Pakaderm Onomatopœia

Jim   Fri Dec 09, 2005 7:09 am GMT
"Woof! Woof!" says the dog or was that "Bow-wow!"?
"Rah!" says the lion and "Moo!" says the cow,
"Oink!" says the hog and so says the sow,
The duck says "quack!" and the cat says "Meow!"
But what says the elephant? Tell me now.
Jim   Thu Dec 15, 2005 4:38 am GMT
Nobody seems to have an answer. Nor have I which is why I asked in the first place. Sure, it's a silly little poem but the question it poses is quite serious. How do you mimic the sound of an elephant and how would you write it?
Guest   Thu Dec 15, 2005 4:55 am GMT
Elephants trumpet something similar to "honk!"
Brennus   Thu Dec 15, 2005 7:51 am GMT
The spelling of Pakaderm is actually 'Pachyderm ' reflecting its Greek origin.
Jim   Fri Dec 16, 2005 6:55 am GMT
Yeah, I kan't spell. In fact I don't use the word.

I'd say /r3:/ which I guess I'd spell as <rurr>.
Uriel   Fri Dec 16, 2005 7:05 am GMT
Good question, Jim! I can hear an elephant's trumpeting in my head, but I sure as hell couldn't spell it....;)

Ever heard a deer? Did you even know that they make a noise? I didn't, until I heard one at a zoo make a little "Eeeeeee" with a rattle on the end of it. Of course, bull elk will "bugle" during the rut, and that's a weird, high-pitched nasal sound, but this was a little whitetail.
Jim   Mon Dec 19, 2005 1:56 am GMT
Well, yeah, I think it's a good question. That's why I'm asking it. As I wrote: it's something along the lines of "rurr" for me but really that doesn't even work. If I just read out "rurr" without being elephantile, it doesn't sound anything like what it's meant to.
Keith   Mon Jan 15, 2007 1:40 am GMT
But then woof woof, if said without acting like a dog, doesn't sound anything like a dog. It's just generally accepted that that is what dogs 'say'. It's the same with the other animal noises.

What you need to do is go on a campaign to make everyone welcome rurr as the spelling of a noise the elephant makes.
Jim   Mon Jan 15, 2007 1:53 am GMT
Yes, I'll write to all the editors of all the English dictionaries.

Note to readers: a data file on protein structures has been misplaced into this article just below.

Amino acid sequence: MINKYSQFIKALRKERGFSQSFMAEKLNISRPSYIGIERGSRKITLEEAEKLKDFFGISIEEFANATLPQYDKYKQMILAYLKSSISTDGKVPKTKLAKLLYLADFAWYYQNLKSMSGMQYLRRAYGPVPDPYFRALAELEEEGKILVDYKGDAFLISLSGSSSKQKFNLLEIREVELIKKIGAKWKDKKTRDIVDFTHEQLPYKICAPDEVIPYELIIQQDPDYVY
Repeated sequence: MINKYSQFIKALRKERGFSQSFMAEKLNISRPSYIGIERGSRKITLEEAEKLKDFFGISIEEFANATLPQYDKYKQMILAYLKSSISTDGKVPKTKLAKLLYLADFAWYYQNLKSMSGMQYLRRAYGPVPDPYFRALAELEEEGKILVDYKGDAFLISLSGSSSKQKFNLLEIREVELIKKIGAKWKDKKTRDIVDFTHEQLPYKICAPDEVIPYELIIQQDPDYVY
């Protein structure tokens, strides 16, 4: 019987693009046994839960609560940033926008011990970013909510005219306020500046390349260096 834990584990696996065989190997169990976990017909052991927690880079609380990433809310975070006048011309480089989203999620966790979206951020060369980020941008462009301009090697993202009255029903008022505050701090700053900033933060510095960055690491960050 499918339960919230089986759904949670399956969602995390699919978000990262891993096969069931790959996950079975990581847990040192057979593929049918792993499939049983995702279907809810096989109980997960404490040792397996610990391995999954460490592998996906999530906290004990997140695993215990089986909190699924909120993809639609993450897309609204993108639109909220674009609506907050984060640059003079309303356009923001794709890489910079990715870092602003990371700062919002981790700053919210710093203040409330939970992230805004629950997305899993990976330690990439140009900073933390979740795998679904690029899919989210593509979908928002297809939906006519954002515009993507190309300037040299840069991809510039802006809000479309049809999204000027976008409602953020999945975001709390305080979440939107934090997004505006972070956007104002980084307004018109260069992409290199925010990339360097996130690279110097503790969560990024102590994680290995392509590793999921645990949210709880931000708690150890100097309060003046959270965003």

In Japanese it's "pa-oo" (or something like this).
Uriel   Mon Jan 15, 2007 5:49 am GMT
Let's see, so we can divide up animal noises three ways:

There are words for the sounds they make that are actually reproductions of that sound (onomatapoeia):

Cats mew
Horses whinny or neigh
Monkeys chitter
Pigs squeal
Geese honk

There are words for sounds that have little to do with the actual sound:

Elephants trumpet
Cows low
Bulls bellow
Whales sing
Donkeys bray

And then there are words for commonly-heard animals sound that we automatically attribute to certain species, even if that's not the "official" verb for what they are doing (although sometimes we even use it as the verb):

Cow: "moo"
Dog: "woof"
Rooster: "cock-a-doodle-doo"
Cat: "meow"
Sheep: baa
Donkey "hee haw"

Some animals get to have the best of both worlds, some do not (usually the less common animals, like elephants, or the ones whose noises would be too hard to reproduce, like whales).
Presley.   Mon Jan 15, 2007 8:04 am GMT
I know that this is the English side of the forum, but here are some examples of Japanese onomotopoeia for animals:

Cats: Nyao, nyao.
Dogs: Wan, wan.
Roosters: Koke kokko-.
Sheep: Me-, me-.
Pigs: Bu bu.

And for general sounds:

Rain: Za-, za-.
Sweeping: Sassa.
Typing: Kachya, kachya.
Door slamming: Batan.
Eating (chewing): Mogu, mogu.
Splashing: Basha, basha.
Boy   Mon Jan 15, 2007 4:08 pm GMT
To Uriel

I had a cat at home before she died after spending six years. She had two particular sounds that I noticed. One was meow and the other one was "AaO". She produced "AaO" when she was waiting for her bf/husband who was normally outside of the house. He also produced the same sound for asking her to come out. What was funny about this sound was that the word "AaO" also existed in my native language Urdu that meant "come". So whenever they produced such a sound we family members felt that they were communicating in our native language. Everyone used to laugh when that happened. I wonder did you ever notice such a sound apart from the usual meow sound? It occurs only when they are in "sexual gear" and can't wait to see each other.
Uriel   Tue Jan 16, 2007 1:37 am GMT
I've heard cats growl, scream, hiss, make little wimpy rasping meows, loud strident ones, and everything in between. They definitely have different tones that convey different emotions, and individual cats make their own sounds. The sound of a female cat in heat is supposed to be pretty distinctive, but I've always spayed my cats, so I haven't really heard it much.
Iccarus   Fri Jun 08, 2007 1:44 am GMT
I found this site trying to find spellings to animal noises. When using instant messages sometimes my girlfriend an I play a game, picking random animal noises, trying to always find a different one. It's kind of wierd I'll admit but its unique to us.

Anyway after finding this forum, I actually looked up elephant noises on Google an found a few recordings. Each recording I listened to, trying to figure out how you would spell the noise, seemed to be a little different, therefore needing a different spelling. So trying to figure out a generic spelling for the elephants trumpet is rather difficult. Although, I guess, it could be said for all animal noises.

I have to give props to those that came up with the widely accepted generic spellings for animal sounds.
Guest   Fri Jun 08, 2007 2:00 am GMT
I need help now. What sound does a woman make. I can imagine it in my head from last night, but how the heck to write it down?